An employee probationary period occurs immediately after being hired, and it is when the employee is monitored to ensure his performance meets the standards established by the company. The duration of a probationary period varies from business-to-business; however, if the performance of a new hire does not match the standards established by the company, the employee might need to be terminated.
Things You'll Need
- Performance evaluation report
- Employee manual
- Termination sheet
- Termination papers
Review the performance evaluation report of the employee. This report covers the daily or weekly performance of the employee. While the exact information within this report will vary according to the industry and position held by the employee, it will give an accurate account of the employee’s strengths and weaknesses within the position.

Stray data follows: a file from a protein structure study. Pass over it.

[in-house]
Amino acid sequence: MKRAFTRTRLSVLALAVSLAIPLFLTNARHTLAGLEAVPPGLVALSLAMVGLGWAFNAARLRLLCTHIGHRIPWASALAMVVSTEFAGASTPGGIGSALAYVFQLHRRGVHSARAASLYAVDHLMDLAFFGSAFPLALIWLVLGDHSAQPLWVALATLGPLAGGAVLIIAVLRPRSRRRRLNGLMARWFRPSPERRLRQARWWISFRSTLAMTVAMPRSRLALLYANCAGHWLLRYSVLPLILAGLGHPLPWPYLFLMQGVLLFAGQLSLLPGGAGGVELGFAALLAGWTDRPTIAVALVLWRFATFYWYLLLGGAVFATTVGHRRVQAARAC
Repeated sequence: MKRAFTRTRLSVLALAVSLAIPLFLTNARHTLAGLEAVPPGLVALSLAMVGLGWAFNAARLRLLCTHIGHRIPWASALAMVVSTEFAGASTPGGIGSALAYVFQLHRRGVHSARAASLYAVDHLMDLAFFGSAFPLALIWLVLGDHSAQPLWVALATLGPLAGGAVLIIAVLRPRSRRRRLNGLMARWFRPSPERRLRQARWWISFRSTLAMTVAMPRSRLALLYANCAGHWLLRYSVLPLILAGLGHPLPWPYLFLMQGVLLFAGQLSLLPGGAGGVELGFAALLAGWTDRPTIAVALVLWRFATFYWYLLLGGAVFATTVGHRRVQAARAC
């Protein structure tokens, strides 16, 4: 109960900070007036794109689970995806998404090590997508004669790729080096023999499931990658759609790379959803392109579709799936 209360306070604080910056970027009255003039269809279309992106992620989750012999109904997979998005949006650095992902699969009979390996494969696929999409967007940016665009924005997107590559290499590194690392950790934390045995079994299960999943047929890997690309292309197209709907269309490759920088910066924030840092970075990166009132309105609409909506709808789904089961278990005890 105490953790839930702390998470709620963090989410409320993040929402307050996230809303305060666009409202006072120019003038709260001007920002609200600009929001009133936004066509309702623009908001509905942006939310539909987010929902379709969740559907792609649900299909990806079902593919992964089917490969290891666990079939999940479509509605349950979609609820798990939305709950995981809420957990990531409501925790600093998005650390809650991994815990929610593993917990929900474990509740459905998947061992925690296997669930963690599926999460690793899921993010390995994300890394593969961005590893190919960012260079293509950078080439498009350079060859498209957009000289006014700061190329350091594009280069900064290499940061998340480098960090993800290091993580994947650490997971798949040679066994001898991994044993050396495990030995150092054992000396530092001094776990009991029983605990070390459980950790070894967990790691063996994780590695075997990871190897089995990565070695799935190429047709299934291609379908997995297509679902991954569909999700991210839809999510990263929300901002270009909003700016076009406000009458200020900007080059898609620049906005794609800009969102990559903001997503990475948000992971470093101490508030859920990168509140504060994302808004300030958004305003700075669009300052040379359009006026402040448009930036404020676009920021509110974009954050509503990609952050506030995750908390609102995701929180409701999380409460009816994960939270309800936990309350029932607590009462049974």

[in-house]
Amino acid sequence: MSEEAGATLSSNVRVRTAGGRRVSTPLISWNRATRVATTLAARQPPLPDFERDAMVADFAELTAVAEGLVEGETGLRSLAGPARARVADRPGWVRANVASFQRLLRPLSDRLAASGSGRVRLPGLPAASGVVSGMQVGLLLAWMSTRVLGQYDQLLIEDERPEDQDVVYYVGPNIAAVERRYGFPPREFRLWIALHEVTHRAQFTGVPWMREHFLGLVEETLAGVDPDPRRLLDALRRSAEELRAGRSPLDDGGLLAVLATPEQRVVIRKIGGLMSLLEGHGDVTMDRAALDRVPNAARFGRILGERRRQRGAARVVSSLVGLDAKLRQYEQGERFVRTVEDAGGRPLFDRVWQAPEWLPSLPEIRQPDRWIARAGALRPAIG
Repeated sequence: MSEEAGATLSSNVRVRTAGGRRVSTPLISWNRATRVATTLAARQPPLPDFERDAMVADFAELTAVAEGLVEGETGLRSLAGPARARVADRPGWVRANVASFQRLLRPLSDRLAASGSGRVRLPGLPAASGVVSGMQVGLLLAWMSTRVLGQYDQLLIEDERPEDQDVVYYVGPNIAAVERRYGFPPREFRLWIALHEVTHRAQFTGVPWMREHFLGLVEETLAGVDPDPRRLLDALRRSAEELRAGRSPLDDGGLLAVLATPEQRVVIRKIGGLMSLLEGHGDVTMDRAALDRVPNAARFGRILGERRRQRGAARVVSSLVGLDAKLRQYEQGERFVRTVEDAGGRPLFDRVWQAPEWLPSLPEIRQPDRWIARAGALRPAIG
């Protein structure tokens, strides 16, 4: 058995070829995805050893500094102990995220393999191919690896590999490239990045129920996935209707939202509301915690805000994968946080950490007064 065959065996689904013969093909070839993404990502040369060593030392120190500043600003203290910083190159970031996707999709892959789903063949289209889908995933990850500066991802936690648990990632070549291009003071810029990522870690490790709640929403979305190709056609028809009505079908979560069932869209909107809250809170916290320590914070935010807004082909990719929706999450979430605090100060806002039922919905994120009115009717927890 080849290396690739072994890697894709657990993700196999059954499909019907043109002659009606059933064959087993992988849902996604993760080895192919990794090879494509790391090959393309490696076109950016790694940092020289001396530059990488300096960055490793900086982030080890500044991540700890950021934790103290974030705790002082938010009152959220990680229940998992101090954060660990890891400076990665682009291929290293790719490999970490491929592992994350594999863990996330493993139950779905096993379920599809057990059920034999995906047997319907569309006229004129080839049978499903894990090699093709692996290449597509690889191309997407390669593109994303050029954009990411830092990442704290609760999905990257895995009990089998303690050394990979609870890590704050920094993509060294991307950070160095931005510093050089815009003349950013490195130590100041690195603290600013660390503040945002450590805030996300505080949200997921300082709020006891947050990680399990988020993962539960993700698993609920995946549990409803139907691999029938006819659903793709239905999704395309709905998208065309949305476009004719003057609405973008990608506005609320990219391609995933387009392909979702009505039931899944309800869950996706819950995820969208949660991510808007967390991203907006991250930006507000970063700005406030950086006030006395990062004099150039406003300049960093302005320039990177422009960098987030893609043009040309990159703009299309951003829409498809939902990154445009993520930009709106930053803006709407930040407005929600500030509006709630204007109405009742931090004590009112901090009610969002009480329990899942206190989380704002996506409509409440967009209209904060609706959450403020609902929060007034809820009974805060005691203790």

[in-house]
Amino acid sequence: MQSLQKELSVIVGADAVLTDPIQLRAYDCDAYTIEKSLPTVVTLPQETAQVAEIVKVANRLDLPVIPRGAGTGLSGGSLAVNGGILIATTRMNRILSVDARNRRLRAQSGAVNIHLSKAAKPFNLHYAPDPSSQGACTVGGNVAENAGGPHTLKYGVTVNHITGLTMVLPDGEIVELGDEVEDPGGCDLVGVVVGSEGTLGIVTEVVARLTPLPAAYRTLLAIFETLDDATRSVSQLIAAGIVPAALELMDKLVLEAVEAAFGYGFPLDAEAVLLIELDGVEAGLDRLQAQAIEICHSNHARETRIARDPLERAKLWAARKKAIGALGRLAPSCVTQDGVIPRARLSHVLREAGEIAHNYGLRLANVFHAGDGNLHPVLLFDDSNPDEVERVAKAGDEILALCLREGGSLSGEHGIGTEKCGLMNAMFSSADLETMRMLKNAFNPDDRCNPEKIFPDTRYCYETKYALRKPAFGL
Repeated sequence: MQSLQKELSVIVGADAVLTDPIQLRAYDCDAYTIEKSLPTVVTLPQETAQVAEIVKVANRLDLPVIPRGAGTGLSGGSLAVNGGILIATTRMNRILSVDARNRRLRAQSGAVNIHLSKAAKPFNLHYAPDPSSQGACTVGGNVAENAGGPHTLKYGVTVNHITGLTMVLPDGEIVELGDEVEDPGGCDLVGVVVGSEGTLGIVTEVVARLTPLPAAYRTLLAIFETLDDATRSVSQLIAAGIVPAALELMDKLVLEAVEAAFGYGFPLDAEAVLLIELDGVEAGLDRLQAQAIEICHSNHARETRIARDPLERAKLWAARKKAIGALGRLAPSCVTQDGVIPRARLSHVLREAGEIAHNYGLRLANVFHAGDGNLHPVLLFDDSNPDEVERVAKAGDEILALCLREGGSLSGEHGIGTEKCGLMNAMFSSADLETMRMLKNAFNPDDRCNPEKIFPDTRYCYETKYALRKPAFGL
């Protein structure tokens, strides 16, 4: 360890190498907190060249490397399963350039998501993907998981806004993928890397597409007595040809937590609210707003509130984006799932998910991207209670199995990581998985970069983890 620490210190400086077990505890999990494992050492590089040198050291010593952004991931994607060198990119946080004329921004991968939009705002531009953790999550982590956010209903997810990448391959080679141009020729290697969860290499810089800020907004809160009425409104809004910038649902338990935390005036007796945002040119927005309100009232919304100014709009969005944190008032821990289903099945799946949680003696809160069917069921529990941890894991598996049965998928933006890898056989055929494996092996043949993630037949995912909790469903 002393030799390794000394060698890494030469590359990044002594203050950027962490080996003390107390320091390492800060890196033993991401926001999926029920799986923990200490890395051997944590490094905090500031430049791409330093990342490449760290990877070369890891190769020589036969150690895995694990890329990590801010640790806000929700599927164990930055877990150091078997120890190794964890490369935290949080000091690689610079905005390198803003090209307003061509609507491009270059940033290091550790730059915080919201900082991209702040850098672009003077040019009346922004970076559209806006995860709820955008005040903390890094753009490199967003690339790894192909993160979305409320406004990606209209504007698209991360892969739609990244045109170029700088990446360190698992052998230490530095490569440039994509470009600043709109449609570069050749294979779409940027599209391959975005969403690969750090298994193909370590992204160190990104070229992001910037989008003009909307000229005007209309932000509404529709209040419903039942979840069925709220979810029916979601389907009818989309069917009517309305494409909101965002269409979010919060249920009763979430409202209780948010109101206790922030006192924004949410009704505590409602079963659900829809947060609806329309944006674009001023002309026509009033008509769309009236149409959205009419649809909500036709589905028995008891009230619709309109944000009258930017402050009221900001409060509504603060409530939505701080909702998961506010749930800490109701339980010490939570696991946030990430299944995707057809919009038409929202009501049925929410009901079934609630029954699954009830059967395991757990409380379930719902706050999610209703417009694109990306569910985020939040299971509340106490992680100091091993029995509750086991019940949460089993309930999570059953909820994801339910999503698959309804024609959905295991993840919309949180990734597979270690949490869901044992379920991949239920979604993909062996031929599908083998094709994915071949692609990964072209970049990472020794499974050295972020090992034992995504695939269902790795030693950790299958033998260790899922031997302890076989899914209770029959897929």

Outline the substandard parts within the report and compile a list of reasons the employee is not fulfilling the requirements of the position. If the employee works in a sales position, the substandard parts of the report might include lack of sales, unsatisfactory customer service skills and not following up with customers.
Highlight sections within the employee manual or company policy manual that refer to the expectations of the employee. The manual should clearly explain what the company expects from new hires within a probation period. By referencing these sections, you can clearly inform the employee why she is being terminated.
Compile a termination sheet for the employee, explaining the company’s decision. The information within this sheet will vary according to the industry and position held by the employee; however, it should consist of detailed reasons why the employee is being terminated.
Schedule a meeting with the employee. Review the performance evaluation sheet and cross reference the employee’s shortcomings with the expectations the company requires of all employees.
Thank the employee for his time, and have him sign any termination sheets, if required.